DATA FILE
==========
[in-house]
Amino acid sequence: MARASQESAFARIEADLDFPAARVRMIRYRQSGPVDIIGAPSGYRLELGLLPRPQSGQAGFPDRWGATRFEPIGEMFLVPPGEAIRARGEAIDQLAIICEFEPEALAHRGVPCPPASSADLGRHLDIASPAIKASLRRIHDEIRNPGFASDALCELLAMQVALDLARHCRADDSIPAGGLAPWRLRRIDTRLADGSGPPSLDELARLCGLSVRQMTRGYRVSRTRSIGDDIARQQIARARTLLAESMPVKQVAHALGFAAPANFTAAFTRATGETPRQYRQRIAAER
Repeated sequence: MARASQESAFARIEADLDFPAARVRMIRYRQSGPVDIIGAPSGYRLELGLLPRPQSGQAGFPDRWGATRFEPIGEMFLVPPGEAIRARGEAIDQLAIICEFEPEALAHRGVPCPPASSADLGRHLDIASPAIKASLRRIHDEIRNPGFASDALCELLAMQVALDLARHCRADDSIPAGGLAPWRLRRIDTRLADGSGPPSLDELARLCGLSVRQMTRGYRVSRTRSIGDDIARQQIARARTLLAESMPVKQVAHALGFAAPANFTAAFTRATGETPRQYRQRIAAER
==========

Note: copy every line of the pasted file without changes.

[in-house]
Amino acid sequence: MARASQESAFARIEADLDFPAARVRMIRYRQSGPVDIIGAPSGYRLELGLLPRPQSGQAGFPDRWGATRFEPIGEMFLVPPGEAIRARGEAIDQLAIICEFEPEALAHRGVPCPPASSADLGRHLDIASPAIKASLRRIHDEIRNPGFASDALCELLAMQVALDLARHCRADDSIPAGGLAPWRLRRIDTRLADGSGPPSLDELARLCGLSVRQMTRGYRVSRTRSIGDDIARQQIARARTLLAESMPVKQVAHALGFAAPANFTAAFTRATGETPRQYRQRIAAER
Repeated sequence: MARASQESAFARIEADLDFPAARVRMIRYRQSGPVDIIGAPSGYRLELGLLPRPQSGQAGFPDRWGATRFEPIGEMFLVPPGEAIRARGEAIDQLAIICEFEPEALAHRGVPCPPASSADLGRHLDIASPAIKASLRRIHDEIRNPGFASDALCELLAMQVALDLARHCRADDSIPAGGLAPWRLRRIDTRLADGSGPPSLDELARLCGLSVRQMTRGYRVSRTRSIGDDIARQQIARARTLLAESMPVKQVAHALGFAAPANFTAAFTRATGETPRQYRQRIAAER